The city of Tiwanaku near the southern shore of Lake Titicaca in the Bolivian highlands has been renowned for its stone architecture and imposing, finely carved stone sculptures since the sixteenth century. A small version of a type of columnar stone image that existed at Tiwanaku in sizes that reach twenty-four feet in height, this figure is thought to depict an elite lineage founder. While the full-size sculptures may have been part of public rituals honoring ancestors, the smaller version may have been for private ceremonies conducted by upper-class families or clans.
Contained within the roughly rectangular confines of the stone block, the figure has a large head topped by a plain cap with a chin strap. Prominent square, slightly bulging eyes have small profile animal heads incised below them like a band of tears. The figure holds two objects—possibly snuff trays—with stylized, symmetrical hands tightly clasped to his unclad chest. A patterned kilt with a delicately incised design of stylized faces and squares in diagonals covers the lower body. It is an arrangement known from textiles of the period. A wide belt encircles the waist to keep the kilt in place. It is decorated with rayed medallions reminiscent of the rayed face of Tiwanaku's principal deity.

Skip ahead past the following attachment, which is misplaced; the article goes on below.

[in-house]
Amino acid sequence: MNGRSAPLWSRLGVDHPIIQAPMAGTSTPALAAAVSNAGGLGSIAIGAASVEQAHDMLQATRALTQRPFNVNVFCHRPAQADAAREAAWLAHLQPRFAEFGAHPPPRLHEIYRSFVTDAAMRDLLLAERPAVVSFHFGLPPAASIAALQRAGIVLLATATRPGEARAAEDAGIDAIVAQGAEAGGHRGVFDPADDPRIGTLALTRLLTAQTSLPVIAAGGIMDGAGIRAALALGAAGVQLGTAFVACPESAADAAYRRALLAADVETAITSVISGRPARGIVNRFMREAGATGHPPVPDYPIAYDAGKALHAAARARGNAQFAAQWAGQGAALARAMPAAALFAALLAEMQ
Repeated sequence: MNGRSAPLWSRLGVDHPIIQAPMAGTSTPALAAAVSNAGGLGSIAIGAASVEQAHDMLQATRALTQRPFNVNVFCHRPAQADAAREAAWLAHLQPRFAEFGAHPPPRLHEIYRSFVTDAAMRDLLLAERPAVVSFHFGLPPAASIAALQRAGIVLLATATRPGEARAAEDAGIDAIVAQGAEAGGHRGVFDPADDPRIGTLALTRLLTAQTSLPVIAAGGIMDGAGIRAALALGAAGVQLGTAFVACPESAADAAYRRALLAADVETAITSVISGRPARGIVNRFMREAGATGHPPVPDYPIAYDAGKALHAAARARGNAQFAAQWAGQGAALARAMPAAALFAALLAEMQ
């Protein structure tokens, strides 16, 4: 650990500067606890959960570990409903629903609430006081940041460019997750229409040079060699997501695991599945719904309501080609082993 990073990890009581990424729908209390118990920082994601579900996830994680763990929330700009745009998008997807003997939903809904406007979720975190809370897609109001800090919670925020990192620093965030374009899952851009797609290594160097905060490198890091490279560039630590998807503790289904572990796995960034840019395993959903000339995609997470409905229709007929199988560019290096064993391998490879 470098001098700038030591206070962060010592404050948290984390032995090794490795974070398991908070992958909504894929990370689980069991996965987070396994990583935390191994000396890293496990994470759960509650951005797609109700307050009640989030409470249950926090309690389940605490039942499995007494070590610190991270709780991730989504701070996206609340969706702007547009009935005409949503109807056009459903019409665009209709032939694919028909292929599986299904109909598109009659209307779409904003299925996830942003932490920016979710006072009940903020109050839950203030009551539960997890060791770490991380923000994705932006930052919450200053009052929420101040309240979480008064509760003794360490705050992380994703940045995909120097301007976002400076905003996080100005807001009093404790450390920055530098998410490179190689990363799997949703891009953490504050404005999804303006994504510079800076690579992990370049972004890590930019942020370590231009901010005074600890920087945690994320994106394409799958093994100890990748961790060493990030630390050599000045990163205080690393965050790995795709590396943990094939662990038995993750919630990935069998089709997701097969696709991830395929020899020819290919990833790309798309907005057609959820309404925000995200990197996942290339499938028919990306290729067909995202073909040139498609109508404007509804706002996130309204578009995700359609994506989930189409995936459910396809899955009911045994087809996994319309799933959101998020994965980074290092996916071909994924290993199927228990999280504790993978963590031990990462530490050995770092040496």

[Louis Slavitz, New York, until 1959]; Nelson A. Rockefeller, New York, 1959, on loan to The Museum of Primitive Art, New York, 1959–1978
Art of Oceania, Africa, and the Americas from the Museum of Primitive Art. New York: The Metropolitan Museum of Art, 1969, no. 504.
Primitive Art Masterworks: an exhibition jointly organized by the Museum of Primitive Art and the American Federation of Arts, New York. New York: The American Federation of Arts, 1974, 40.
Newton, Douglas. Masterpieces of Primitive Art: The Nelson A. Rockefeller Collection. New York: Alfred A. Knopf, 1978, p. 127.
Newton, Douglas, Julie Jones, and Kate Ezra. The Pacific Islands, Africa, and the Americas. New York: The Metropolitan Museum of Art, 1987, no. 116, p. 156.